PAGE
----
Southern Belle to Scottish Lass - An Interview with Dr Gwen Enstam
Firstly, what brought you to Edinburgh?
I first visited Edinburgh with my parents in the late 80s, and I loved it. When looking into universities for my PhD a few years later, someone suggested the University of Edinburgh, and I remembered how fond I had been of the city. It worked out very well - Edinburgh was the best place for me to study, and it was also my top choice for where to live.
You were raised in Texas, and studied Medieval literature at university. So how did you first get interested in Scottish literature, and the modern Scots language?
I was always aware of Scotland's literary tradition but was never taught Scottish literature in school or at university, and this meant it was a new and very exciting field to explore. I started working for the Scottish National Dictionary Association (now Scottish Language Dictionaries) in 1999, while finishing my postgraduate study, and this was instrumental in my becoming familiar with, and interested in working with Scots language. I took advantage of working with SLD's Word Collection, which records Scots language as it is used in speech and in writing, to find out more about Scotland's authors.
Can you describe your roles for the ASLS and SLD?
My responsibilities as Project Developer for ASLS and SLD focus on international publicity for Scottish writing. For ASLS this means managing the Scottish Writing Exhibition and co-editing The Bottle Imp Scottish Studies ezine with Duncan Jones, and examining the results of these projects with a view to furthering awareness of Scottish literature around the world. For SLD I work on the members' newsletter and the electronic International Newsletter.
Each year you take the exhibition of Scottish writing to the MLA in America. What are your criteria for choosing Scottish books?
Our aims for the Scottish Writing Exhibition are to encourage and support the teaching and study of Scottish literature internationally. The MLA is an annual academic convention in North America and one major goal is to provide Scottish resources for lecturers to use in coursework and research. We therefore choose titles which can either be incorporated into existing courses (e.g. World Poetry, British 19th Century Novel) or which can be used to create new courses which consists entirely of Scottish writing. We choose as wide a variety of books as we can - from the Middle Ages to the 21st century, including poetry, ballads, fiction and some non-fiction, and we always like to bring classic texts as well as a good sampling of the newest writing.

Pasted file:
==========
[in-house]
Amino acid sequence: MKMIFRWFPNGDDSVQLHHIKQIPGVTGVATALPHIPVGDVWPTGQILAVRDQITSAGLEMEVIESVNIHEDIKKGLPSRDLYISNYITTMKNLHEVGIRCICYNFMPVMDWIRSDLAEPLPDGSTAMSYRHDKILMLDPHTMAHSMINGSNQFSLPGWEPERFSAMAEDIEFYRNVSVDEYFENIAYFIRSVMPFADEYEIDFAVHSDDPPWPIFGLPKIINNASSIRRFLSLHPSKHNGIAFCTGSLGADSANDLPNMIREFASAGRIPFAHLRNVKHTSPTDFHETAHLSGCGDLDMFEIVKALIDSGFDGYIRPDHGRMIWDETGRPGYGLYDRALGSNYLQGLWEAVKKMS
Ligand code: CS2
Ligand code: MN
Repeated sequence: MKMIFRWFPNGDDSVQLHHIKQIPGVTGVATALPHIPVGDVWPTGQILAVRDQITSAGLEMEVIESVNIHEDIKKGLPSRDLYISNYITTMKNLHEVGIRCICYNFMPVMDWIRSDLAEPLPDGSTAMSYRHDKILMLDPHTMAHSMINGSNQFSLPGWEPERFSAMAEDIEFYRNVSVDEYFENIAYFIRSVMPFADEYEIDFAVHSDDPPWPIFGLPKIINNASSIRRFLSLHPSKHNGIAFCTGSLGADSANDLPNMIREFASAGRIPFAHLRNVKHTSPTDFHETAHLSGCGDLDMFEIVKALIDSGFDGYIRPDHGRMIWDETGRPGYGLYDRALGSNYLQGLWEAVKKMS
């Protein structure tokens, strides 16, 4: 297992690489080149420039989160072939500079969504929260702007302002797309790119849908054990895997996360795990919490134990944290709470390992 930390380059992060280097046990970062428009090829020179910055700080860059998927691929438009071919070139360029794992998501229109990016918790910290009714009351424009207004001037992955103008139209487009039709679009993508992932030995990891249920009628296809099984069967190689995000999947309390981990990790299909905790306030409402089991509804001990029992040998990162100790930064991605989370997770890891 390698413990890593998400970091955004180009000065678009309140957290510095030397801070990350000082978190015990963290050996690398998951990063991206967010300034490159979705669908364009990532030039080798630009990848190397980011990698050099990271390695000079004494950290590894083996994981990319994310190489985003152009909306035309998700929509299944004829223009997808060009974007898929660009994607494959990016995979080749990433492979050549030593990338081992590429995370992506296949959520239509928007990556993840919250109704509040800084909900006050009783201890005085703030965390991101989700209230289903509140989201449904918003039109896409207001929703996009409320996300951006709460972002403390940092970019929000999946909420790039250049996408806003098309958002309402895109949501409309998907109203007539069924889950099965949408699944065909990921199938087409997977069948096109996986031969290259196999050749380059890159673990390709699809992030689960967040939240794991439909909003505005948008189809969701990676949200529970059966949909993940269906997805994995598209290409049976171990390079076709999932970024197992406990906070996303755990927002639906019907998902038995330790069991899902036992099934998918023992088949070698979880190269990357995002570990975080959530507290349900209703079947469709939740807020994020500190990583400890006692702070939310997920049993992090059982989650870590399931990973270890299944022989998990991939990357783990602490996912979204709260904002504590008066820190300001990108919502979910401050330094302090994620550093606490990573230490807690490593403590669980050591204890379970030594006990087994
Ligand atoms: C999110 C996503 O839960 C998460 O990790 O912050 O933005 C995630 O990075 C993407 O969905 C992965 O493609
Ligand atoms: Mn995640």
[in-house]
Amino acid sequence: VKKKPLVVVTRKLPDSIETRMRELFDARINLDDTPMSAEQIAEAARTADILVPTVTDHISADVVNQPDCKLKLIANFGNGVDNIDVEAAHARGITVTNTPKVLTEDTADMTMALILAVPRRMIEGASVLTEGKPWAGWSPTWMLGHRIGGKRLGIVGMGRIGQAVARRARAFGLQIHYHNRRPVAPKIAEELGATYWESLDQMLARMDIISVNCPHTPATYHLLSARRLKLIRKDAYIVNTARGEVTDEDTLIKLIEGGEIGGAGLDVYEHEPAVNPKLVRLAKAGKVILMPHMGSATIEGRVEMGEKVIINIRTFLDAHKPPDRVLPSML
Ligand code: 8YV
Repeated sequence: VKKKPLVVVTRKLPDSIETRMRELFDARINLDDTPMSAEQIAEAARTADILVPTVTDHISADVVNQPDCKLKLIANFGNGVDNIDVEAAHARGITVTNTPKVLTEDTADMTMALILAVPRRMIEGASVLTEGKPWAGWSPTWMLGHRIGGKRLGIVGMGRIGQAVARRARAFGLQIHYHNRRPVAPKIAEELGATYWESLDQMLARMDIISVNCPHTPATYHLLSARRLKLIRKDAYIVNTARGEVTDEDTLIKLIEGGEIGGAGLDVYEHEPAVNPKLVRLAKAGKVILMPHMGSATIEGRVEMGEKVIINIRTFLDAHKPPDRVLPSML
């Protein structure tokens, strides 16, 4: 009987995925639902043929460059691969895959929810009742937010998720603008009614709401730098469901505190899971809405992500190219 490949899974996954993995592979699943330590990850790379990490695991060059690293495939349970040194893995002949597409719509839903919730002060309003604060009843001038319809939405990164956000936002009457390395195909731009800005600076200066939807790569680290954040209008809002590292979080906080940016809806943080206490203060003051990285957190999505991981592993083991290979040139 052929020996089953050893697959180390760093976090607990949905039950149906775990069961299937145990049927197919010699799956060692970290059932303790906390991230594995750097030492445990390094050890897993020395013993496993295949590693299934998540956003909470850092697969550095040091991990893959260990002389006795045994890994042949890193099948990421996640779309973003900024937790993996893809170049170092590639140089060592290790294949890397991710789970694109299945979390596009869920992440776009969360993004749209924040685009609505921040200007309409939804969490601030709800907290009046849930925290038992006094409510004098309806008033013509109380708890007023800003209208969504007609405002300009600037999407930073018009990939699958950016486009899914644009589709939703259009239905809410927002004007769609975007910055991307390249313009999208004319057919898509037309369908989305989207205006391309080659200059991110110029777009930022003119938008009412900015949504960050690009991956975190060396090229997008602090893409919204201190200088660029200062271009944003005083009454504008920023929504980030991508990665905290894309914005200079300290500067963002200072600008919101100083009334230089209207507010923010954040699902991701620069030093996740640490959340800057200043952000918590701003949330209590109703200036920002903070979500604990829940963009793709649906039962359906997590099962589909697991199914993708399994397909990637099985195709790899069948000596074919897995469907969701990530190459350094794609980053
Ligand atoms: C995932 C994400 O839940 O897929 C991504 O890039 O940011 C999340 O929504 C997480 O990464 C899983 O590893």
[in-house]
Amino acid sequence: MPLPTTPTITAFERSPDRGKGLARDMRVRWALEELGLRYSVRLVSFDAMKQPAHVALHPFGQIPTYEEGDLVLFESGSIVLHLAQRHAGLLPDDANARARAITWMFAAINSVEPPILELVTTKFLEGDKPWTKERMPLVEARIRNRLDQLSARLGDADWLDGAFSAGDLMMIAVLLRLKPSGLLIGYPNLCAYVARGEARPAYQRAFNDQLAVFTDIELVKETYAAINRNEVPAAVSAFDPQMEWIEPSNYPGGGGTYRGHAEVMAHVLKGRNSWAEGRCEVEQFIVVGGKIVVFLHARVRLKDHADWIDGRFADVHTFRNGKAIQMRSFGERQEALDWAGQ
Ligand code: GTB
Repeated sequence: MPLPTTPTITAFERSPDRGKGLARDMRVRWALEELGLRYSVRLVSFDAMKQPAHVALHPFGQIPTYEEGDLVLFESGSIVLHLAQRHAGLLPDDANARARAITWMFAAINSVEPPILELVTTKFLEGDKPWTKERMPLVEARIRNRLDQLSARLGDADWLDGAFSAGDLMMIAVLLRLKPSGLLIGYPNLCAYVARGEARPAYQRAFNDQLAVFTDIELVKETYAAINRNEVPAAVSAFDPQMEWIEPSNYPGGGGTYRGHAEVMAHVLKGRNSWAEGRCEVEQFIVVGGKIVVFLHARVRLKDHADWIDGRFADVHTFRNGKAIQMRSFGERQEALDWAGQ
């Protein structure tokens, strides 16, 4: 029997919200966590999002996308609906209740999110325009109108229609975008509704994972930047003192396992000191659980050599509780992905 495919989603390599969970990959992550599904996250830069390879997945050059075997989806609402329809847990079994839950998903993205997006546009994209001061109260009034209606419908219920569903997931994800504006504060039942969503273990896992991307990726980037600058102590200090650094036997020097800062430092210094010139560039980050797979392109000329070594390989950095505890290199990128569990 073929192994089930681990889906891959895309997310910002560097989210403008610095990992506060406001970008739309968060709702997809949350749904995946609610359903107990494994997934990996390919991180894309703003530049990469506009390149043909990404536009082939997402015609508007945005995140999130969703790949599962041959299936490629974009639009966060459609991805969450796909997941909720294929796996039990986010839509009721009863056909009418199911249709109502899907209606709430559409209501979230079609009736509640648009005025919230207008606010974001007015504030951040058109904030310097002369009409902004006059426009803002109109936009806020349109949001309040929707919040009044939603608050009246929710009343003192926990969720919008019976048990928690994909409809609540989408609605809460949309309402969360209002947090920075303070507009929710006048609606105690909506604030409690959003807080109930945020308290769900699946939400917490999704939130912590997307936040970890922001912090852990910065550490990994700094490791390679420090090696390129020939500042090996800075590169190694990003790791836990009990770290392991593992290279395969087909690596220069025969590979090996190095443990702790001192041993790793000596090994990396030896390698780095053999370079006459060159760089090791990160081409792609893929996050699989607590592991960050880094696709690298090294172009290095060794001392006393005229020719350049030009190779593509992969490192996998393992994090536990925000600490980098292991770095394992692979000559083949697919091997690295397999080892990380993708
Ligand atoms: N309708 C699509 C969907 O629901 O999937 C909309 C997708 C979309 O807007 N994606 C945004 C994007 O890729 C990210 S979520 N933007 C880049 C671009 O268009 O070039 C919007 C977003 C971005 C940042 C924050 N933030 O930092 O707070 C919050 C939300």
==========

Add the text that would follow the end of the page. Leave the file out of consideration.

There is a tremendous hunger for Scottish writing internationally. We have found this to be true at the MLA in North America, and also among European scholars, at the ESSE conference (European Society for the Study of English). People love classic Scottish authors like Stevenson, Scott and Hogg, but there is also a strong interest in what Scotland's writers are creating today. Academics immediately recognise Scotland's unique writing culture and how it has contributed to the literature and philosophies of other countries. They tell us how much their students love reading Scottish books, from Jekyll and Hyde and Confessions of a Justified Sinner to Trainspotting and Poor Things.
You've said in the past that your are frustrated by bookshops' inconsistent handling of Scottish authors and books. What would you like to see happen?
"Scottish interest" sections seem to be primarily aimed at visitors, and they include arbitrary choices of fiction and poetry. On a practical level, this makes it difficult and frustrating to find a particular title because the author you want may be there, or may be in General Fiction or may be in Mystery, etc.
Categorising Scottish fiction as a kind of special genre also raises issues of how Scottish writing is perceived by the public. If someone new to Scottish writing is directed to an abridged selection, then as far as they know, the titles they see in this section could well be all there is. I feel that, to some extent, removing Scottish novels and poetry from the context of the rest of the bookshop undermines the authority of Scottish writing.
There is nothing wrong with a varied display of books for visitors, of course, and literary tourists should be catered for. But perhaps there should be some resource available in bookshops for people to use to help them find Scottish authors. Since bookshops can't be expected to shelve two copies of each Scottish title they offer - one in Scottish interest and one in General Fiction etc - ideally I would like to see Scottish authors categorised with everyone else, alphabetically and according to genre.
Edinburgh must sometimes feel very far away from Texas - how often do you return home? Or is Scotland 'home' now?
My grandmother taught me that you can have more than one home: every summer I'd visit her and when I arrived she would say "you're home now, you can do what you like". So Texas is home and Scotland is home and I love coming back to both: if I'm in Dallas, I miss Edinburgh, and when I'm in Edinburgh, I miss Dallas. I'm very fortunate in that way.